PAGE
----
New UK government guidance for 'clinically extremely vulnerable' workers in England states that these workers are "strongly advised to work from home", but if they cannot work from home, they should not attend work.

What is the position for shielding workers in England and Scotland?

When does the guidance apply in England?

For now, we know that the new shielding guidance applies from at least 5 November until 2 December 2020. The UK government has indicated that it then intends to return to a 'regional approach' in England and will issue further guidance at that point. 

Who is covered?

The guidance applies to those in England who have been identified as clinically extremely vulnerable, usually referred to as 'shielding'. The current list of conditions covered in England is here.

What about 'shielding' workers in Scotland?

The Scottish government guidance continues to be that everyone who can work from home, should do so. 

For those on the Scottish shielding list, the new Scottish tier system includes new guidance. This indicates that those who are shielding (and who cannot work from home) may be able to attend the workplace in all tiers, subject to the workplace being made safe for them - discussed below.

The new Scottish guidance also states that for areas in Tier 4 restrictions, the Chief Medical Officer will issue a letter to those on the shielding list which is similar to a fit note and which will last for as long as the area is under Tier 4 restrictions. It states that this does not automatically mean that those on the shielding list should not attend work, but the letter can be used in the "few cases where it is not possible to make your workplace safe". It states that employees should discuss the situation with their employer, and if this results in adequate protection, they can continue to work.

What should we pay shielding workers who cannot come to work?

If individuals can work from home, you should facilitate this and pay them as normal.

If they cannot work from home, or come to work, you can furlough them under the extended Coronavirus Job Retention Scheme, if you and the employee meet the eligibility criteria for this.

If you don't furlough these staff, they may be eligible for statutory sick pay, but we would recommend that you contact us if you are considering statutory sick pay, rather than furlough.

What about those living with someone who is shielding?

The new English shielding guidance states that it does not apply to workers who live with someone who is in the shielding category, and that they should continue to attend work in accordance with the new general guidance (i.e. they can attend work, if they cannot work from home). 

In Scotland and England, therefore, these workers can attend work, subject to the workplace being made safe for them – discussed below. 

As to whether you can furlough these workers, simply because they live with someone who is shielding, one set of government guidance on the extended furlough scheme does indicate that you can furlough workers who need to stay at home with someone who is shielding. However, another set of guidance doesn't mention this group, and only refers to those who are themselves vulnerable, or who are unable to work due to caring responsibilities resulting from coronavirus. Given this, we would recommend that you contact us for advice on furloughing workers in this situation.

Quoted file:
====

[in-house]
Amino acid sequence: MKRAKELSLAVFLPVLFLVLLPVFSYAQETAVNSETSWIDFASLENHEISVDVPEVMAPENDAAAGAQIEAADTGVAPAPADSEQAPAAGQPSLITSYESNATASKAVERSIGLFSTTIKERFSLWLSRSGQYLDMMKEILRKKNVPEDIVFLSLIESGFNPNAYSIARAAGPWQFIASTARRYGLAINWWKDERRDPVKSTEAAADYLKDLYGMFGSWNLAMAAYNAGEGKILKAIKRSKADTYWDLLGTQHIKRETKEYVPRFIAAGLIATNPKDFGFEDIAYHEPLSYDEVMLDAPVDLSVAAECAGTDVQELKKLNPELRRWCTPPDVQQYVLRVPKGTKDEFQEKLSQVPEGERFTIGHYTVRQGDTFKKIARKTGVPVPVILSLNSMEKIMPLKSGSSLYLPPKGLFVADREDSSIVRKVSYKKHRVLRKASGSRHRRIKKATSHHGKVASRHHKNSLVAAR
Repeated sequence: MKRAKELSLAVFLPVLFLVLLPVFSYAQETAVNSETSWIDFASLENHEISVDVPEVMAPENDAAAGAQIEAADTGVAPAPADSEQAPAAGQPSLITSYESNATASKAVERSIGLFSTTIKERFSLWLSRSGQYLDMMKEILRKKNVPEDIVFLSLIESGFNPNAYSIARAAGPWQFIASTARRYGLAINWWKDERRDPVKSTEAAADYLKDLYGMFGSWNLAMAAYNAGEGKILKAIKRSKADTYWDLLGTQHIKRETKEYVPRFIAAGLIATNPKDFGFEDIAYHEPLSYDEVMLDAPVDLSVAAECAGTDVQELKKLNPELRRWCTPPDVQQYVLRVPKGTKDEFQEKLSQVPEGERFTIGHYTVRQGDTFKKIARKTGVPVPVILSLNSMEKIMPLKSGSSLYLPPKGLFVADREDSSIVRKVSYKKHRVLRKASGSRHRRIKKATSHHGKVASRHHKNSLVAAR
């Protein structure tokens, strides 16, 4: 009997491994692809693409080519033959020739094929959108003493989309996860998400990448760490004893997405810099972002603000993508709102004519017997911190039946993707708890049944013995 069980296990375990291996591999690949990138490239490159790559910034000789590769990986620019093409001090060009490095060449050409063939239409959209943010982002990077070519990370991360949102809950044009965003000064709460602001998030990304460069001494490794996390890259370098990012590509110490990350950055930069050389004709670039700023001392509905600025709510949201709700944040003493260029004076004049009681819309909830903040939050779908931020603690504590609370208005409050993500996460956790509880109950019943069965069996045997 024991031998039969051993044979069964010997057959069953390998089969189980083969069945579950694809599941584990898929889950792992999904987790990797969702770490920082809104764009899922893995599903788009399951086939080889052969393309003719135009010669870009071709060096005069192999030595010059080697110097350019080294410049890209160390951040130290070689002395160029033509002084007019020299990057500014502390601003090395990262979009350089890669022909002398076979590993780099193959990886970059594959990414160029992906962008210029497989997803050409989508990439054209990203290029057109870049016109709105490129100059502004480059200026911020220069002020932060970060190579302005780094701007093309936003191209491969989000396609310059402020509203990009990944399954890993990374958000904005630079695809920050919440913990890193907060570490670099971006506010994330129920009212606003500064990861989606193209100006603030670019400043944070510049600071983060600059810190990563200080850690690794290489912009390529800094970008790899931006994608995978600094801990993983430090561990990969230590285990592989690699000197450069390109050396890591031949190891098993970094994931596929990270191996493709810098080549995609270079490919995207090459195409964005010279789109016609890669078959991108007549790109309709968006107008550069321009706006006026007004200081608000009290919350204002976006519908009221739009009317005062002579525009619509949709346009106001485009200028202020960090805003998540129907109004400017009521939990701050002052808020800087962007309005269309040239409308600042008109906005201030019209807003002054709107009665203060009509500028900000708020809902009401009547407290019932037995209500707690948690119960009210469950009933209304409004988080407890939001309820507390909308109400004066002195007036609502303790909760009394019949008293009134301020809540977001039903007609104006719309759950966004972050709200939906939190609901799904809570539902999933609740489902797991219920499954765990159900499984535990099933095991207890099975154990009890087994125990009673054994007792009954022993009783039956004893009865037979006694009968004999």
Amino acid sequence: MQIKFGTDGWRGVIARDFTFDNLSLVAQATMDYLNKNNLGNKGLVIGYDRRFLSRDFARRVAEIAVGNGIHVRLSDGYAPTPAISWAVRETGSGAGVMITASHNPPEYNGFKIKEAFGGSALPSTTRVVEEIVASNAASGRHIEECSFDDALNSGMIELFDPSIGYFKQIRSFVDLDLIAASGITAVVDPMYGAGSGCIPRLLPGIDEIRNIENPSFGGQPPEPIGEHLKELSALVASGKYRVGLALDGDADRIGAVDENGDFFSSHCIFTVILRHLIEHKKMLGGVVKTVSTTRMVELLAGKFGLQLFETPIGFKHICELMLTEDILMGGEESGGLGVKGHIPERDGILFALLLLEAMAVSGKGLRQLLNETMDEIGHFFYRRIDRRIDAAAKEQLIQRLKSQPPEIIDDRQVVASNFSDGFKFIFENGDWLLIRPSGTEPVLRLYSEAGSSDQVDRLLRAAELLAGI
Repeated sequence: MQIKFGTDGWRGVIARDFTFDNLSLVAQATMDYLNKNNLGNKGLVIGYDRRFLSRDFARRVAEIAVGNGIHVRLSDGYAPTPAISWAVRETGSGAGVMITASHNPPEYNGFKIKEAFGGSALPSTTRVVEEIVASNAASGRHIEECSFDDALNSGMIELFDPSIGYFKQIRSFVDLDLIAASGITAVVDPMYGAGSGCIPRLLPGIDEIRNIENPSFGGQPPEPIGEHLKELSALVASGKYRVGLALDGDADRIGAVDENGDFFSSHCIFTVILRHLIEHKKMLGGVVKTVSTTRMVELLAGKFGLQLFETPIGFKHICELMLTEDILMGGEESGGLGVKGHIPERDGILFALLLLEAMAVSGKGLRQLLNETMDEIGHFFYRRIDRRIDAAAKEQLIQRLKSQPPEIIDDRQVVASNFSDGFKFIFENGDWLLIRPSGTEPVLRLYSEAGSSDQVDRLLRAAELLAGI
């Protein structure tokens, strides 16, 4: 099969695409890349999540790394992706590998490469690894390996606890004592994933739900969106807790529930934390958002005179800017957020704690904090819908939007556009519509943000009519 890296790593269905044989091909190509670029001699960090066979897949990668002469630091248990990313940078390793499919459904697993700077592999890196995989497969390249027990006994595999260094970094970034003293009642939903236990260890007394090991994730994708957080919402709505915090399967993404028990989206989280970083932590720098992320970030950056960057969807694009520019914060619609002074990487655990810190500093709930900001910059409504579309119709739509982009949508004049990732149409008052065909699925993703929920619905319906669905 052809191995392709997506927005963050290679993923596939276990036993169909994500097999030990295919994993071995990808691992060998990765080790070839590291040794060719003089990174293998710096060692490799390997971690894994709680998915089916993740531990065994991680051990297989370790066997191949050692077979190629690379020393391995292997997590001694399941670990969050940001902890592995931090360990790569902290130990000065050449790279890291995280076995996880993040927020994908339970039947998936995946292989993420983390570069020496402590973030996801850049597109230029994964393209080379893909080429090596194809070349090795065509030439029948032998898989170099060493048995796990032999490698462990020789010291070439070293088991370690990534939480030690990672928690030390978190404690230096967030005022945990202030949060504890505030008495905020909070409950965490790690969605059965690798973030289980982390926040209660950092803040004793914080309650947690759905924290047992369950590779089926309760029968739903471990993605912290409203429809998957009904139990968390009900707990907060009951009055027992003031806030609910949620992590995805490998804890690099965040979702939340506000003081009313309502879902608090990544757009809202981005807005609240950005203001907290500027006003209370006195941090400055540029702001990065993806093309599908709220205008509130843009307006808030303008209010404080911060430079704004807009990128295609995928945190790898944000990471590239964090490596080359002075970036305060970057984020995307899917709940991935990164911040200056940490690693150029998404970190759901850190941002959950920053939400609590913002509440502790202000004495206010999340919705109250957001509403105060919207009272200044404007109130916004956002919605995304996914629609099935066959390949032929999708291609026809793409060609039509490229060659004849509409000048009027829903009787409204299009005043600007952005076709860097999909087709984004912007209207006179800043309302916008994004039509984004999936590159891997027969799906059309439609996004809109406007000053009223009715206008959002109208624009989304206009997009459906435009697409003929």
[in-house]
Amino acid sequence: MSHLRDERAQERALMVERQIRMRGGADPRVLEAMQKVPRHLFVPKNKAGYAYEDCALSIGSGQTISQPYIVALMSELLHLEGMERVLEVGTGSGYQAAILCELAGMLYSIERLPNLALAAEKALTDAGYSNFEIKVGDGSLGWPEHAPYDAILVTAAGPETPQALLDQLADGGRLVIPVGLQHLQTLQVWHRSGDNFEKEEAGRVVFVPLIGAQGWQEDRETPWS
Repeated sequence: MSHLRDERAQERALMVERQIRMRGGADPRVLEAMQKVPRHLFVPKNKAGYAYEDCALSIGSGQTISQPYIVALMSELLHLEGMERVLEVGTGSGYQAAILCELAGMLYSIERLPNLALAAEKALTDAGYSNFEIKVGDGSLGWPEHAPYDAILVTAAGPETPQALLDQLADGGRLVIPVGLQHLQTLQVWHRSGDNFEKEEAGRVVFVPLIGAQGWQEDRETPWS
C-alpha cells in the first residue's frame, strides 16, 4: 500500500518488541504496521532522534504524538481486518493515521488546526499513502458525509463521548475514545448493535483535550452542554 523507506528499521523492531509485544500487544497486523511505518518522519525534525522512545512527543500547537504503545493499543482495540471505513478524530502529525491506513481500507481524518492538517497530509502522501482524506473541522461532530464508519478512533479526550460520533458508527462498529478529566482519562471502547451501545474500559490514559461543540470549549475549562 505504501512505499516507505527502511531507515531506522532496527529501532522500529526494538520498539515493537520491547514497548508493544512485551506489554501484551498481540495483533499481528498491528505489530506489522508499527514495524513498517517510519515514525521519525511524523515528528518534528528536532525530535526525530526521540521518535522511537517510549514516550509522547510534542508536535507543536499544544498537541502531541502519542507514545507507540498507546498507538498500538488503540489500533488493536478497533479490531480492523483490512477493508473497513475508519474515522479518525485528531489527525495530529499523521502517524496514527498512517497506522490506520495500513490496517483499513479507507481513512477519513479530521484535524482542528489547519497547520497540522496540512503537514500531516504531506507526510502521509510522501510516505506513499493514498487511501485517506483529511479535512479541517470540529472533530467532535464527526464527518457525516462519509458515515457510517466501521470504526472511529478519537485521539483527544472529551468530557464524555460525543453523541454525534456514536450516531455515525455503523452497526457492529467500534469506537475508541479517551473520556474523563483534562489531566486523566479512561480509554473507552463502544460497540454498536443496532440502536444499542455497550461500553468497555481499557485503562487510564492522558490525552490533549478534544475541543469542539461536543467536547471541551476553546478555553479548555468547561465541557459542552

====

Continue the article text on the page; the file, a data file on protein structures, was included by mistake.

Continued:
What about workers who are vulnerable, but not shielding?

Some individuals are classed as vulnerable, but not 'clinically extremely vulnerable'. This includes those aged 70+; with certain medical conditions; who have a BMI of 40+; or who are pregnant.

As with everyone else at present, those who are vulnerable should work from home if they can. If vulnerable workers cannot work from home, the current guidance is that they can attend work, subject to the workplace being made safe for them – discussed below.

Making the workplace safe

In terms of making your workplace safe, in summary:

  • Follow the appropriate Scottish or UK government guidance for workplaces, which covers issues such as risk assessments, social distancing, face coverings, cleaning and workforce management.
  • Carry out a risk assessment regarding the risks posed by COVID-19. This should cover all aspects of your business activity, and include workers' commute. 
  • Once you have identified risks, you need to implement control measures to reduce or eliminate those risks, and take steps to enforce those control measures.
  • Take extra care as regards workers who are extremely vulnerable (shielding) or vulnerable - carry out a risk assessment regarding their specific on-site role. Can that role be made safe? Also give extra consideration to the concerns of those living with someone who is shielding or vulnerable.
  • You may need to make reasonable adjustments for disabled workers.
  • You have specific health and safety duties as regards pregnant workers. Carry out a risk assessment regarding their specific on-site role. Can you implement measures to avoid the risks? This may involve altering working conditions or hours. If that is not reasonable, or does not avoid the risks, can you offer a suitable alternative role that is safe (on-site or working from home)? If there is no suitable alternative work, or the employee reasonably refuses it, it is likely that you will need to suspend on full pay for as long as necessary to avoid the risks posed by COVID-19 - in some cases, this can trigger an early start to maternity leave.
  • You have a legal duty to consult with employees on health and safety matters.

Workbox subscribers can access more detailed information at Coronavirus: Workplace Health and Safety.


Kathleen Morrison

Practice Development Lawyer